Alcatraz Island

DITs and DAHs from Alcatraz

DITs and DAHs from Alcatraz

by Leo (DL2COM)

San Francisco Radio Diary – Part 1

“No way!” I said to myself when I saw that Alcatraz Island is an official Parks-on-the-air (POTA) reference which has only been activated four times by two operators.

Alcatraz Island
Alcatraz Island / POTA reference K-7888 & 2fer K-0647

It surprised me that such a historically relevant site hasn’t seen more ham radio activity in the past – or maybe it has, just not for POTA. I then got super excited as I was packing my bags for San Francisco.

I have missed this foggy beauty so much and it has been many years since I visited the city. I won’t bore you with the ordeal of our travel but it included canceled flights, multiple delays and rescheduling via Berlin and London the next day due to a hostage situation at Hamburg airport. So our already super short trip of 4.5 days shrunk into a good 3 days in SF. So which things to cross off the schedule now? It was clear that this unfortunate situation was certainly not going to eat into my activation budget. Hell no!

I admit since watching “The Rock” (1996) Alcatraz has always been a place of mystery and fascination to me. Those who are interested in reading more about the former fort, military prison and federal penitentiary can do so here.

After I learned that it was also a CW ATNO I instantly said: “Done deal. The ink is dry. I will activate with morse code in the shadows of Sean Connery, Nicolas Cage and Ed Harris”. Of course I would do it plain vanilla style throwing good ol’ wires in trees and staking pointy things in the ground. Yeah right. Sometimes passion does tend to carry you away a wee bit so a little later I gathered myself and started doing some research.

K-7888 log so far

Apparently the first POTA pioneer on Alcatraz was KC1MIJ who managed to get 5 QSOs in with an FM HT in July 2021. I’d say that’s pretty awesome for a location almost as low as sea level. The first successful activation was done on December 3rd 2021 by Elizabeth “Liz” N6LY and her husband Kevin K6YD. Since then both of them had only been back one time in December 2022 for another day to achieve a whopping cumulative 761 phone QSOs in only two days of total operation. Wow! What an achievement. No other hams have tried to activate Alcatraz since.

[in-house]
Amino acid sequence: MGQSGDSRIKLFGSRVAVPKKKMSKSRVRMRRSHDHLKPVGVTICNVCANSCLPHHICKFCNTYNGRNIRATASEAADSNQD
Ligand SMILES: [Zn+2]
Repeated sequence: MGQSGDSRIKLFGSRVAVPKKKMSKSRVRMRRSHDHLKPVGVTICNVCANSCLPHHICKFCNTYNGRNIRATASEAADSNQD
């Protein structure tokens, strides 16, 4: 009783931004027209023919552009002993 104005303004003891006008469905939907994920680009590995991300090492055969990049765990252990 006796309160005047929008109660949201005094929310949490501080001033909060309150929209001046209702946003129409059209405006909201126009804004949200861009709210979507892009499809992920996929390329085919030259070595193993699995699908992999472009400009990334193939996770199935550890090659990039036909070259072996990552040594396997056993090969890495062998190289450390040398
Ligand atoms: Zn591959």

National Park Service Badge
The entire island is under management of the National Park Service (NPS)

I didn’t hesitate to write Liz an email and ask about her experience operating from the island as I knew it would probably require some preparation. The POTA website also stated that a permit from the National Park Service (NPS) is required. Luckily Liz replied swiftly with a lot of helpful information and I am very thankful for the email exchange. She specifically pointed out that it is in fact necessary to get a permit (even for simple HT activity) and that she had already applied in July for another day activity this coming December. They are still waiting to hear back from NPS’s office so it does seem quite hard to get approval for a “proper” activation. It is understandable that folks there want to have control over an organized operation where antennas, 100w radios, chairs etc. might need to be set up. With so many tourists visiting each day they also want to make sure that any activity doesn’t interfere with their core business especially on weekends.

Since I really didn’t want to spoil any of the hard preparatory work with NPS that Liz and Kevin had done for the ham radio community as well as respect local processes I wrote an email to the Alcatraz Rangers Office asking for a permit only a few days before my arrival. I knew it was a long shot and highly unlikely that they’d get back to me in time. So I called them every morning and afternoon the days after to follow up but was unsuccessful reaching them on any channel. By that point I had almost given up. However there were plenty of other options for activations so I had a blast in/on several SOTA/POTA references in SF which I will report on later.

Alcatraz Island Ferry
Alcatraz Island Ferry @ Pier 33